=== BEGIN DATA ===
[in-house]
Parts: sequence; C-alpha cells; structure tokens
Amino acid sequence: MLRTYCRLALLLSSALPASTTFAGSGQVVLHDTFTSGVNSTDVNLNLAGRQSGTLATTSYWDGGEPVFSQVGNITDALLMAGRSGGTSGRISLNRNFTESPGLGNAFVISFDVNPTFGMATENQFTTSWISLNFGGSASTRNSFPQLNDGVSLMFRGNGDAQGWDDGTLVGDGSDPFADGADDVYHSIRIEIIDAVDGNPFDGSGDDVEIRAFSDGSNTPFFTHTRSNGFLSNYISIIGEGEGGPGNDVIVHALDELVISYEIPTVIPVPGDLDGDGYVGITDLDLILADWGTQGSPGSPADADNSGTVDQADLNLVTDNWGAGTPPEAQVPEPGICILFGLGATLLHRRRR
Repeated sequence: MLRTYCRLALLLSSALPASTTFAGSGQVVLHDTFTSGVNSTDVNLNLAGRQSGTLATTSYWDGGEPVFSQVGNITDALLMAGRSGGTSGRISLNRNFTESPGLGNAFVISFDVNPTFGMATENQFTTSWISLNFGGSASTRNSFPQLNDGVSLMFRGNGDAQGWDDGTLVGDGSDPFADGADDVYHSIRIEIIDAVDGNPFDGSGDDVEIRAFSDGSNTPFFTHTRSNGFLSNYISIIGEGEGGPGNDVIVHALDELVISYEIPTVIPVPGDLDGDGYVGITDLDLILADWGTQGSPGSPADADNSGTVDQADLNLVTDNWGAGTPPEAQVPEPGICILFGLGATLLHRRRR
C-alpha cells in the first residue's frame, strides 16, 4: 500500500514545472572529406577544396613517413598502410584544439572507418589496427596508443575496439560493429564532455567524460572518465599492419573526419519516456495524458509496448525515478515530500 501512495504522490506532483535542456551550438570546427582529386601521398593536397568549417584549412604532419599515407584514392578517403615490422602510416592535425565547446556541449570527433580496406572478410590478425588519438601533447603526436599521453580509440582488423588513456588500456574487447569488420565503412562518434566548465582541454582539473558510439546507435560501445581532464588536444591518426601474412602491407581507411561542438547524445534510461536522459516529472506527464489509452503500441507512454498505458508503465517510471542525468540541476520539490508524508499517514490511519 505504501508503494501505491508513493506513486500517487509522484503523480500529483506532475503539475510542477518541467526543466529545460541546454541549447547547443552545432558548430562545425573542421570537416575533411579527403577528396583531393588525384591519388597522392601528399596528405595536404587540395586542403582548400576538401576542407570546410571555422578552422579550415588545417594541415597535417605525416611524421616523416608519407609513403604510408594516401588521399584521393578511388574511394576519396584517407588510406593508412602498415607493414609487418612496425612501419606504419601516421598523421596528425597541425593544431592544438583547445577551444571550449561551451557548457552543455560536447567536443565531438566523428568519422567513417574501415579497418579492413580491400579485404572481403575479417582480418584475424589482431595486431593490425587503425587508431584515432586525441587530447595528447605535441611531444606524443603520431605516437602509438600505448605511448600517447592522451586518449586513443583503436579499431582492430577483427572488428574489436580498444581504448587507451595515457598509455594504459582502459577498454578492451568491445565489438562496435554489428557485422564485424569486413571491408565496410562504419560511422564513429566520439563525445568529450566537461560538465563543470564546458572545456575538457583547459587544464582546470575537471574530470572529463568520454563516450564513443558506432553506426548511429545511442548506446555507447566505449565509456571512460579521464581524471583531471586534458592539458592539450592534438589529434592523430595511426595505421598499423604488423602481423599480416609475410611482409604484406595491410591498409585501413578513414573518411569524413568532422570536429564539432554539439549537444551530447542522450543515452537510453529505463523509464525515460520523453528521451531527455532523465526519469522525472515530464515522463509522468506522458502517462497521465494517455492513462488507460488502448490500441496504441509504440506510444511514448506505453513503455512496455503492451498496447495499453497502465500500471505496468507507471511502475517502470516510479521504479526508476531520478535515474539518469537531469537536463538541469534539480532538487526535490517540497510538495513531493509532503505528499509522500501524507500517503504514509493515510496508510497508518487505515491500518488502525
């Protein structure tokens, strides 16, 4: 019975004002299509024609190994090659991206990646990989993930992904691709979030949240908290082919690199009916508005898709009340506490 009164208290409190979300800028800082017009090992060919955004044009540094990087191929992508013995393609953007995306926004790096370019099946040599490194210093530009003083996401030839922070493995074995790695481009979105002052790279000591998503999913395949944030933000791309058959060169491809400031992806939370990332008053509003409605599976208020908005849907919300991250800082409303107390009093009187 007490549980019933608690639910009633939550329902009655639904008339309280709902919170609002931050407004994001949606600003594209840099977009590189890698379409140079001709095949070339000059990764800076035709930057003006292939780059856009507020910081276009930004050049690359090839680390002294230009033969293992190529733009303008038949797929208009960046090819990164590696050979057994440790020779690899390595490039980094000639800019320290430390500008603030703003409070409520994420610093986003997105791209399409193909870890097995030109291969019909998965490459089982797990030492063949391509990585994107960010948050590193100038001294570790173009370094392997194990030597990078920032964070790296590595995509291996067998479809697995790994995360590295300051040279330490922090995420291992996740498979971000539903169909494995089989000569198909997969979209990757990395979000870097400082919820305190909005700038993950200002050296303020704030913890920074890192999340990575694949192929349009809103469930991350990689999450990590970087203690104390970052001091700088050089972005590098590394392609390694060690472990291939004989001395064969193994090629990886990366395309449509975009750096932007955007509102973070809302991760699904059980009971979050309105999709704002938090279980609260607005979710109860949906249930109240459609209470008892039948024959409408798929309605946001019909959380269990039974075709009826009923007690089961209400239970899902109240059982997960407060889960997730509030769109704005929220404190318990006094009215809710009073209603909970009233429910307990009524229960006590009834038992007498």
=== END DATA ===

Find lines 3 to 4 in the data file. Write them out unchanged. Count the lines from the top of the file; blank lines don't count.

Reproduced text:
Amino acid sequence: MLRTYCRLALLLSSALPASTTFAGSGQVVLHDTFTSGVNSTDVNLNLAGRQSGTLATTSYWDGGEPVFSQVGNITDALLMAGRSGGTSGRISLNRNFTESPGLGNAFVISFDVNPTFGMATENQFTTSWISLNFGGSASTRNSFPQLNDGVSLMFRGNGDAQGWDDGTLVGDGSDPFADGADDVYHSIRIEIIDAVDGNPFDGSGDDVEIRAFSDGSNTPFFTHTRSNGFLSNYISIIGEGEGGPGNDVIVHALDELVISYEIPTVIPVPGDLDGDGYVGITDLDLILADWGTQGSPGSPADADNSGTVDQADLNLVTDNWGAGTPPEAQVPEPGICILFGLGATLLHRRRR
Repeated sequence: MLRTYCRLALLLSSALPASTTFAGSGQVVLHDTFTSGVNSTDVNLNLAGRQSGTLATTSYWDGGEPVFSQVGNITDALLMAGRSGGTSGRISLNRNFTESPGLGNAFVISFDVNPTFGMATENQFTTSWISLNFGGSASTRNSFPQLNDGVSLMFRGNGDAQGWDDGTLVGDGSDPFADGADDVYHSIRIEIIDAVDGNPFDGSGDDVEIRAFSDGSNTPFFTHTRSNGFLSNYISIIGEGEGGPGNDVIVHALDELVISYEIPTVIPVPGDLDGDGYVGITDLDLILADWGTQGSPGSPADADNSGTVDQADLNLVTDNWGAGTPPEAQVPEPGICILFGLGATLLHRRRR